NEW DELHI: India’s Prime Minister Narendra Modi suffered a heavy defeat on Sunday in an election in Bihar, the country’s third most populous state, signalling the waning power of a leader who until recently had an unrivalled reputation as a vote winner.
Modi’s second straight regional election setback will galvanise opposition parties, embolden rivals in his own party and diminish his standing with foreign leaders amid concern that he may not win a second term as prime minister.
“This is a clear indication that Modi’s popularity may now have peaked,” said Satish Misra, a political analyst at the Observer Research Foundation.
The loss in Bihar will also hamper Modi’s push to pass economic reforms, because he needs to win most state elections in the next three years to gain full control of parliament. Investors are already fretting over the speed of change in Modi’s India, and worries over an additional stumbling block will likely knock financial markets on Monday.
In the most significant vote since he won power 18 months ago, Modi’s Bharatiya Janata Party (BJP) lost in Bihar after running a campaign that sought to polarise voters along caste and religious lines.
It was the most expensive state election ever fought by the BJP, with more than 90 top party figures addressing 600 rallies over the last six weeks, party officials said
“The Bihar election was a very important battle for us. We will have to analyse each and every aspect of the result,” said Ram Madhav, a BJP general secretary. “There are lessons to be learned.”
An anti-Modi alliance led by Chief Minister Nitish Kumar was ahead with 179 seats in the 243-seat regional assembly, an overwhelming majority, tallies compiled by the election commission showed. Modi’s BJP-led alliance was ahead in 58 seats where trends were clear.
Modi tweeted that he had called to congratulate Kumar, whose regional ‘grand alliance’ could now become a template for politicians seeking to prevent Modi’s march towards untrammelled power under India’s federal system.
The defeat could also dampen the mood as Modi heads to Britain for the first bilateral visit by an Indian leader since 2006. Modi is due to address a crowd next week at London’s Wembley stadium.
‘Govern, don’t campaign’
Some regional party leaders expressed bitterness over a campaign that thrust Modi into the spotlight – he addressed more than 30 rallies – turning the election into a referendum on his personal leadership. Analysts said an Indian prime minister has never before invested so much time in a state election.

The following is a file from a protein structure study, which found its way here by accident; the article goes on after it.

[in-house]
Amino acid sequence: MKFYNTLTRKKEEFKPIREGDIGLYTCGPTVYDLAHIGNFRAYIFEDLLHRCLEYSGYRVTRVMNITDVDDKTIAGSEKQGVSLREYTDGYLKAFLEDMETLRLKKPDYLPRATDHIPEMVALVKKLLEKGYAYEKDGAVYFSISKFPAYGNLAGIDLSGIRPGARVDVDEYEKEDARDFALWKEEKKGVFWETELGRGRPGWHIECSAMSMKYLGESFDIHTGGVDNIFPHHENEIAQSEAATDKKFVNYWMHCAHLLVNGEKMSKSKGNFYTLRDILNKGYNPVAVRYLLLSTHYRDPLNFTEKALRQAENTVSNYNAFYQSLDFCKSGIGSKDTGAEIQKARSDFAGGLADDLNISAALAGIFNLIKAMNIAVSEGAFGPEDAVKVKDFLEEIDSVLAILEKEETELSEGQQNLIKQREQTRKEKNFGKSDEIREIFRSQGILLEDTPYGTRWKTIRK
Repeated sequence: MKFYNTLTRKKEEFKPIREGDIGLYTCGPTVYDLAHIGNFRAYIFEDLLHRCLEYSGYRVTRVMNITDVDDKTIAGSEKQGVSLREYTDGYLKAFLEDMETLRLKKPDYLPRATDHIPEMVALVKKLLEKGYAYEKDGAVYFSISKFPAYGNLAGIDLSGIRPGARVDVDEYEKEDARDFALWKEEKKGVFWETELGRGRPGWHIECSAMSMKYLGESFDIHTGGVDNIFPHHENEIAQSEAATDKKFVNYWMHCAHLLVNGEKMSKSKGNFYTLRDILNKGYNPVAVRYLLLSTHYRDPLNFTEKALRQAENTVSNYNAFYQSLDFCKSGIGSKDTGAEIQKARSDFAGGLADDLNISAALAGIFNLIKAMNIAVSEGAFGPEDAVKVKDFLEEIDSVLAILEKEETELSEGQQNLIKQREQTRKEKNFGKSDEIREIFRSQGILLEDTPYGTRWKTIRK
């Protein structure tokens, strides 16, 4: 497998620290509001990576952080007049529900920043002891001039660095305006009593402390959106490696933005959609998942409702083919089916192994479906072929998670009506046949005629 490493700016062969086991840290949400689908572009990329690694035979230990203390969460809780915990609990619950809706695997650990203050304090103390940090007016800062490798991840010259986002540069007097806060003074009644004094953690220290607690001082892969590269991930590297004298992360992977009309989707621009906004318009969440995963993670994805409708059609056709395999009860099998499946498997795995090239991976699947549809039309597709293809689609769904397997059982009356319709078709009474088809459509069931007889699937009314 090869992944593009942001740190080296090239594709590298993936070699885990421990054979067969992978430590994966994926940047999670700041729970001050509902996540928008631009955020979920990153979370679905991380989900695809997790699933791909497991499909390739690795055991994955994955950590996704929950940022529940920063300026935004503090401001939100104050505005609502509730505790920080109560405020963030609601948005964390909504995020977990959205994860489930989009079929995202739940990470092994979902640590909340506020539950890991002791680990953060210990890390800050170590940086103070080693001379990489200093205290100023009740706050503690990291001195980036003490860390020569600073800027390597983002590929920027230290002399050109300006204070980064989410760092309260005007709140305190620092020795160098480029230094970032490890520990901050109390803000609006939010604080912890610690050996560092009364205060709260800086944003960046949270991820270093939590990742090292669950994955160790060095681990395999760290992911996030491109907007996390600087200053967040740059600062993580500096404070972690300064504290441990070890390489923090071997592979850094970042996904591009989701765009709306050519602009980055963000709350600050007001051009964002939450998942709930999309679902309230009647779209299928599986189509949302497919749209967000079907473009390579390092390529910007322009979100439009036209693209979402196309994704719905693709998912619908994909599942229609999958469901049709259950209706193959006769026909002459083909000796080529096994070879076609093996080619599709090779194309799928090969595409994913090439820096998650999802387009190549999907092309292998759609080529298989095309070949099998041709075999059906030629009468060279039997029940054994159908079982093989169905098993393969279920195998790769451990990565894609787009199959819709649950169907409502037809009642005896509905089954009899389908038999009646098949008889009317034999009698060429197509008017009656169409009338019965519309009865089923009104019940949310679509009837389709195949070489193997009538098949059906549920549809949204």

“The role of the prime minister is to govern the country, and not become the lead campaigner in a state election,” one senior BJP state leader said, asking not to be named.
Modi’s campaign started with a message of economic development, then, as the race began to tighten, his party shifted to appealing to caste and religious alliances. The slaughter of cows, an animal revered by the majority Hindu population, became a major topic. Members of Modi’s party also expressed concern about the rising Muslim population.
Speaking at a news conference after the elections, Lalu Prasad Yadav, whose Rashtriya Janata Dal party was part of the anti-BJP alliance, lashed out at Modi’s ‘communal’ politics.
“Modi is nothing but an RSS pracharak (loyalist),”Yadav was quoted as saying by The Indian Express. “Efforts were made to communalise the society, but people of Bihar defeated that attempt. BJP had its eyes on Kolkata [the capital of West Bengal]… [but] Bihar stopped them in their tracks,” he said.
Yadav warned that “keeping the BJP government in Delhi will divide the nation into pieces.” He reiterated his intentions to start a public movement against the ruling party.
Meanwhile, Jyotiraditya Scindia, a leader of the opposition Congress party, said the BJP must end campaigning on issues that fracture the country along religious lines. “This is a decisive mandate against divisiveness in favour of development,” he said.
Bihar is one of its biggest electoral prizes and the most pressing challenges of India prevail there, including widespread poverty, corruption and poor infrastructure. If independent, its 104 million people would be the world’s 13th-largest nation, more populous than Germany.
This may have been Modi’s last chance to win a state election before the spring of 2017. He faces five elections next year in regions where his party has failed to make inroads.
Published in The Express Tribune, November 9th, 2015.
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